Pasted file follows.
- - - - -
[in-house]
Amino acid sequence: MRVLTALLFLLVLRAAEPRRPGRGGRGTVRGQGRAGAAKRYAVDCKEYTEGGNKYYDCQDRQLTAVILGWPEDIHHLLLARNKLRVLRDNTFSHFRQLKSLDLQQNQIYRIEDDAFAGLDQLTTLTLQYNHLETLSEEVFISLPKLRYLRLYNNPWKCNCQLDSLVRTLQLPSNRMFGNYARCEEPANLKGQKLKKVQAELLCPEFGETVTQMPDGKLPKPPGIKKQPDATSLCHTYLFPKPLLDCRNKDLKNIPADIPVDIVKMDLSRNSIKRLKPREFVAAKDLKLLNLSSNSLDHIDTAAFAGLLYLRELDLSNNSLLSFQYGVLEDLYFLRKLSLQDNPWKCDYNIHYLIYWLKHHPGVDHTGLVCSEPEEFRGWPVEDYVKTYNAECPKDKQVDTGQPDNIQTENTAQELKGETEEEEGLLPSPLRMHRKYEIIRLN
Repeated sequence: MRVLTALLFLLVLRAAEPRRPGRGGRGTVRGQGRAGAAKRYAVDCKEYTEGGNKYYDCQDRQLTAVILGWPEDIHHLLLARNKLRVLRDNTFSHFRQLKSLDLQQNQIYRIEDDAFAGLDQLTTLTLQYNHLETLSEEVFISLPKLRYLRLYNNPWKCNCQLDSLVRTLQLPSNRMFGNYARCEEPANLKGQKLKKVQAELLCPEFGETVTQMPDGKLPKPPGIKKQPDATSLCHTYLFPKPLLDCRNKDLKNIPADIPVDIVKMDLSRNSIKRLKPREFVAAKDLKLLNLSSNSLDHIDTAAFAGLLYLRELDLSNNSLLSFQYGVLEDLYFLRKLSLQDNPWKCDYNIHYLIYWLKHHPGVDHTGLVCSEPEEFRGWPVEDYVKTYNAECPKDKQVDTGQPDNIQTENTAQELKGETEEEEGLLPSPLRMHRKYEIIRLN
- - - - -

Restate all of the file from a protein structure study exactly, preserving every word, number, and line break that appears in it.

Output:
[in-house]
Amino acid sequence: MRVLTALLFLLVLRAAEPRRPGRGGRGTVRGQGRAGAAKRYAVDCKEYTEGGNKYYDCQDRQLTAVILGWPEDIHHLLLARNKLRVLRDNTFSHFRQLKSLDLQQNQIYRIEDDAFAGLDQLTTLTLQYNHLETLSEEVFISLPKLRYLRLYNNPWKCNCQLDSLVRTLQLPSNRMFGNYARCEEPANLKGQKLKKVQAELLCPEFGETVTQMPDGKLPKPPGIKKQPDATSLCHTYLFPKPLLDCRNKDLKNIPADIPVDIVKMDLSRNSIKRLKPREFVAAKDLKLLNLSSNSLDHIDTAAFAGLLYLRELDLSNNSLLSFQYGVLEDLYFLRKLSLQDNPWKCDYNIHYLIYWLKHHPGVDHTGLVCSEPEEFRGWPVEDYVKTYNAECPKDKQVDTGQPDNIQTENTAQELKGETEEEEGLLPSPLRMHRKYEIIRLN
Repeated sequence: MRVLTALLFLLVLRAAEPRRPGRGGRGTVRGQGRAGAAKRYAVDCKEYTEGGNKYYDCQDRQLTAVILGWPEDIHHLLLARNKLRVLRDNTFSHFRQLKSLDLQQNQIYRIEDDAFAGLDQLTTLTLQYNHLETLSEEVFISLPKLRYLRLYNNPWKCNCQLDSLVRTLQLPSNRMFGNYARCEEPANLKGQKLKKVQAELLCPEFGETVTQMPDGKLPKPPGIKKQPDATSLCHTYLFPKPLLDCRNKDLKNIPADIPVDIVKMDLSRNSIKRLKPREFVAAKDLKLLNLSSNSLDHIDTAAFAGLLYLRELDLSNNSLLSFQYGVLEDLYFLRKLSLQDNPWKCDYNIHYLIYWLKHHPGVDHTGLVCSEPEEFRGWPVEDYVKTYNAECPKDKQVDTGQPDNIQTENTAQELKGETEEEEGLLPSPLRMHRKYEIIRLN